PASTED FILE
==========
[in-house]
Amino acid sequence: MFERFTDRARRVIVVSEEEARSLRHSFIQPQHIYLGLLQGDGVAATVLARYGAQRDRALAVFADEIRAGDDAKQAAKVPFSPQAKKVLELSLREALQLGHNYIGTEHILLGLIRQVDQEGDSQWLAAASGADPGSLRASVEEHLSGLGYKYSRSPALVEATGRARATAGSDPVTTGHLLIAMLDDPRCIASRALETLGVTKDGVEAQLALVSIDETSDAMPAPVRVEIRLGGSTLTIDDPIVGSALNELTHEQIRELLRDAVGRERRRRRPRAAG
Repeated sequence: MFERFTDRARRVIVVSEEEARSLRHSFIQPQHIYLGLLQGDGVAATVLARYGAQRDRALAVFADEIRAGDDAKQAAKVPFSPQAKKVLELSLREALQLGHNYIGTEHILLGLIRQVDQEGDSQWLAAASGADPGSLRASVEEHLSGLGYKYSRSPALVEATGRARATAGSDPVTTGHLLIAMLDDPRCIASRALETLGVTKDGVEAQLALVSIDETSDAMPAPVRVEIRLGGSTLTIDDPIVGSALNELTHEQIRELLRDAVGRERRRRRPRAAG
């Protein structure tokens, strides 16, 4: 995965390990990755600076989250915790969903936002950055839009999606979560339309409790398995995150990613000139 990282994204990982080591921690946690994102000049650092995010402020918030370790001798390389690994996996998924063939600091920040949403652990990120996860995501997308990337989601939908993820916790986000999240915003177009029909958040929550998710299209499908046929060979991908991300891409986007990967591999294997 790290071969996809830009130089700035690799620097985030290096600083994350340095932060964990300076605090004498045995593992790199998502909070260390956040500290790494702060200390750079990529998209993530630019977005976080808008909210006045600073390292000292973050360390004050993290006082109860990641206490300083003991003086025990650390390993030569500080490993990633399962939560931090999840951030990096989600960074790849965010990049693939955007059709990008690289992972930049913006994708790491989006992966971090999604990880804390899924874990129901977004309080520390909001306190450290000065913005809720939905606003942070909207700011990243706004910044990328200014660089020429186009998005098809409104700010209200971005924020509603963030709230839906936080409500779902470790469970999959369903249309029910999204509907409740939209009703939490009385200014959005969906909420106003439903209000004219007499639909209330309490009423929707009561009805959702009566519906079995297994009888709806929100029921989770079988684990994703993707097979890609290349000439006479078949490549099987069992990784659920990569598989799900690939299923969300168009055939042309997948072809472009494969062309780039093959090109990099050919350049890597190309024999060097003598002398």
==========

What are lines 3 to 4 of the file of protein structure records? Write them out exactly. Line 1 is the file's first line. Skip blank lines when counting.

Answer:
Repeated sequence: MFERFTDRARRVIVVSEEEARSLRHSFIQPQHIYLGLLQGDGVAATVLARYGAQRDRALAVFADEIRAGDDAKQAAKVPFSPQAKKVLELSLREALQLGHNYIGTEHILLGLIRQVDQEGDSQWLAAASGADPGSLRASVEEHLSGLGYKYSRSPALVEATGRARATAGSDPVTTGHLLIAMLDDPRCIASRALETLGVTKDGVEAQLALVSIDETSDAMPAPVRVEIRLGGSTLTIDDPIVGSALNELTHEQIRELLRDAVGRERRRRRPRAAG
């Protein structure tokens, strides 16, 4: 995965390990990755600076989250915790969903936002950055839009999606979560339309409790398995995150990613000139 990282994204990982080591921690946690994102000049650092995010402020918030370790001798390389690994996996998924063939600091920040949403652990990120996860995501997308990337989601939908993820916790986000999240915003177009029909958040929550998710299209499908046929060979991908991300891409986007990967591999294997 790290071969996809830009130089700035690799620097985030290096600083994350340095932060964990300076605090004498045995593992790199998502909070260390956040500290790494702060200390750079990529998209993530630019977005976080808008909210006045600073390292000292973050360390004050993290006082109860990641206490300083003991003086025990650390390993030569500080490993990633399962939560931090999840951030990096989600960074790849965010990049693939955007059709990008690289992972930049913006994708790491989006992966971090999604990880804390899924874990129901977004309080520390909001306190450290000065913005809720939905606003942070909207700011990243706004910044990328200014660089020429186009998005098809409104700010209200971005924020509603963030709230839906936080409500779902470790469970999959369903249309029910999204509907409740939209009703939490009385200014959005969906909420106003439903209000004219007499639909209330309490009423929707009561009805959702009566519906079995297994009888709806929100029921989770079988684990994703993707097979890609290349000439006479078949490549099987069992990784659920990569598989799900690939299923969300168009055939042309997948072809472009494969062309780039093959090109990099050919350049890597190309024999060097003598002398």